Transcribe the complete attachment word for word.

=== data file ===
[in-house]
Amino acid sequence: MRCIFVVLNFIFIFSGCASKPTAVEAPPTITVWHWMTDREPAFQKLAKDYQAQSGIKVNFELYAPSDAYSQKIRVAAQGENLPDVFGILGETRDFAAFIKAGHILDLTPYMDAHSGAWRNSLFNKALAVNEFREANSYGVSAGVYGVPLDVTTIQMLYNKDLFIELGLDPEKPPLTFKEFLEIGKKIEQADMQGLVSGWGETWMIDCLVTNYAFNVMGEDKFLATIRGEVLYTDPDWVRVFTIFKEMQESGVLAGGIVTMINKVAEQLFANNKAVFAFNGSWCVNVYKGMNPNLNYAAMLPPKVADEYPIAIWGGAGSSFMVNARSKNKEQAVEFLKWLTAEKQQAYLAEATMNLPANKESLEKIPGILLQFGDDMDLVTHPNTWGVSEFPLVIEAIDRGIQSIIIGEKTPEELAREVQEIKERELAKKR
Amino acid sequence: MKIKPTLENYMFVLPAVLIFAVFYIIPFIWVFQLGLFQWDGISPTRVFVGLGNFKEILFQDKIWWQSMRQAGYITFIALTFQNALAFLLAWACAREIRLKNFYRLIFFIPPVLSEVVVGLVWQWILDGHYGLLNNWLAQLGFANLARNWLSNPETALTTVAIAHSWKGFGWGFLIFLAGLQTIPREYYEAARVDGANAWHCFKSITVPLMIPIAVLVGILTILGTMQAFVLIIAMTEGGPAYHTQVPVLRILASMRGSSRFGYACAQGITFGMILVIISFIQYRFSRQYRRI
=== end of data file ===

[in-house]
Amino acid sequence: MRCIFVVLNFIFIFSGCASKPTAVEAPPTITVWHWMTDREPAFQKLAKDYQAQSGIKVNFELYAPSDAYSQKIRVAAQGENLPDVFGILGETRDFAAFIKAGHILDLTPYMDAHSGAWRNSLFNKALAVNEFREANSYGVSAGVYGVPLDVTTIQMLYNKDLFIELGLDPEKPPLTFKEFLEIGKKIEQADMQGLVSGWGETWMIDCLVTNYAFNVMGEDKFLATIRGEVLYTDPDWVRVFTIFKEMQESGVLAGGIVTMINKVAEQLFANNKAVFAFNGSWCVNVYKGMNPNLNYAAMLPPKVADEYPIAIWGGAGSSFMVNARSKNKEQAVEFLKWLTAEKQQAYLAEATMNLPANKESLEKIPGILLQFGDDMDLVTHPNTWGVSEFPLVIEAIDRGIQSIIIGEKTPEELAREVQEIKERELAKKR
Amino acid sequence: MKIKPTLENYMFVLPAVLIFAVFYIIPFIWVFQLGLFQWDGISPTRVFVGLGNFKEILFQDKIWWQSMRQAGYITFIALTFQNALAFLLAWACAREIRLKNFYRLIFFIPPVLSEVVVGLVWQWILDGHYGLLNNWLAQLGFANLARNWLSNPETALTTVAIAHSWKGFGWGFLIFLAGLQTIPREYYEAARVDGANAWHCFKSITVPLMIPIAVLVGILTILGTMQAFVLIIAMTEGGPAYHTQVPVLRILASMRGSSRFGYACAQGITFGMILVIISFIQYRFSRQYRRI